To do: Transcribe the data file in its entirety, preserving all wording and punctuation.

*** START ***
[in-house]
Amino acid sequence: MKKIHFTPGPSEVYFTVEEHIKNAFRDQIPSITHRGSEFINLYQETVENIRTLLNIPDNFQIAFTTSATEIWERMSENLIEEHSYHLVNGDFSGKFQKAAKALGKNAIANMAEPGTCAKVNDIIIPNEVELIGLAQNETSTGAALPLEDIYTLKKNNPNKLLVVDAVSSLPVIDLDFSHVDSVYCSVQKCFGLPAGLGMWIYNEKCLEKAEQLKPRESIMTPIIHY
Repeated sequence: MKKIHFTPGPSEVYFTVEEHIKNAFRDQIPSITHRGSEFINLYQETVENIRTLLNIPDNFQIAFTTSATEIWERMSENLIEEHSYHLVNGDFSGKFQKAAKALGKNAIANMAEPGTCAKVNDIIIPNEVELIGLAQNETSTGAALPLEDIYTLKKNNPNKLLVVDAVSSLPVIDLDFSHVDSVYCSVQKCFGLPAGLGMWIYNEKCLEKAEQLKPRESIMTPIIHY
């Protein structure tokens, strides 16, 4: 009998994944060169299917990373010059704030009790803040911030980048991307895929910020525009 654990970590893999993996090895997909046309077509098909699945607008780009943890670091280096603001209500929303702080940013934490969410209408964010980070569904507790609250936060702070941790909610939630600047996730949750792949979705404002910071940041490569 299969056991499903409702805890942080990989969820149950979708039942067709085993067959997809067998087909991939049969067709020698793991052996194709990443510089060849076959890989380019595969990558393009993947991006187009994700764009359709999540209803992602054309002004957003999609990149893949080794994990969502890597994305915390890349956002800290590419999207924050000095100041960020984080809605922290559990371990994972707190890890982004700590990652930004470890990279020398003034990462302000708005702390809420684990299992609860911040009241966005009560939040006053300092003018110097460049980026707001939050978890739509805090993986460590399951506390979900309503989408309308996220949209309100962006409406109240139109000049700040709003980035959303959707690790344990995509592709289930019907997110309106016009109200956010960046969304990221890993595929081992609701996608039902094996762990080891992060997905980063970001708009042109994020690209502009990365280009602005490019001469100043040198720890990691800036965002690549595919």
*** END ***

[in-house]
Amino acid sequence: MKKIHFTPGPSEVYFTVEEHIKNAFRDQIPSITHRGSEFINLYQETVENIRTLLNIPDNFQIAFTTSATEIWERMSENLIEEHSYHLVNGDFSGKFQKAAKALGKNAIANMAEPGTCAKVNDIIIPNEVELIGLAQNETSTGAALPLEDIYTLKKNNPNKLLVVDAVSSLPVIDLDFSHVDSVYCSVQKCFGLPAGLGMWIYNEKCLEKAEQLKPRESIMTPIIHY
Repeated sequence: MKKIHFTPGPSEVYFTVEEHIKNAFRDQIPSITHRGSEFINLYQETVENIRTLLNIPDNFQIAFTTSATEIWERMSENLIEEHSYHLVNGDFSGKFQKAAKALGKNAIANMAEPGTCAKVNDIIIPNEVELIGLAQNETSTGAALPLEDIYTLKKNNPNKLLVVDAVSSLPVIDLDFSHVDSVYCSVQKCFGLPAGLGMWIYNEKCLEKAEQLKPRESIMTPIIHY
């Protein structure tokens, strides 16, 4: 009998994944060169299917990373010059704030009790803040911030980048991307895929910020525009 654990970590893999993996090895997909046309077509098909699945607008780009943890670091280096603001209500929303702080940013934490969410209408964010980070569904507790609250936060702070941790909610939630600047996730949750792949979705404002910071940041490569 299969056991499903409702805890942080990989969820149950979708039942067709085993067959997809067998087909991939049969067709020698793991052996194709990443510089060849076959890989380019595969990558393009993947991006187009994700764009359709999540209803992602054309002004957003999609990149893949080794994990969502890597994305915390890349956002800290590419999207924050000095100041960020984080809605922290559990371990994972707190890890982004700590990652930004470890990279020398003034990462302000708005702390809420684990299992609860911040009241966005009560939040006053300092003018110097460049980026707001939050978890739509805090993986460590399951506390979900309503989408309308996220949209309100962006409406109240139109000049700040709003980035959303959707690790344990995509592709289930019907997110309106016009109200956010960046969304990221890993595929081992609701996608039902094996762990080891992060997905980063970001708009042109994020690209502009990365280009602005490019001469100043040198720890990691800036965002690549595919």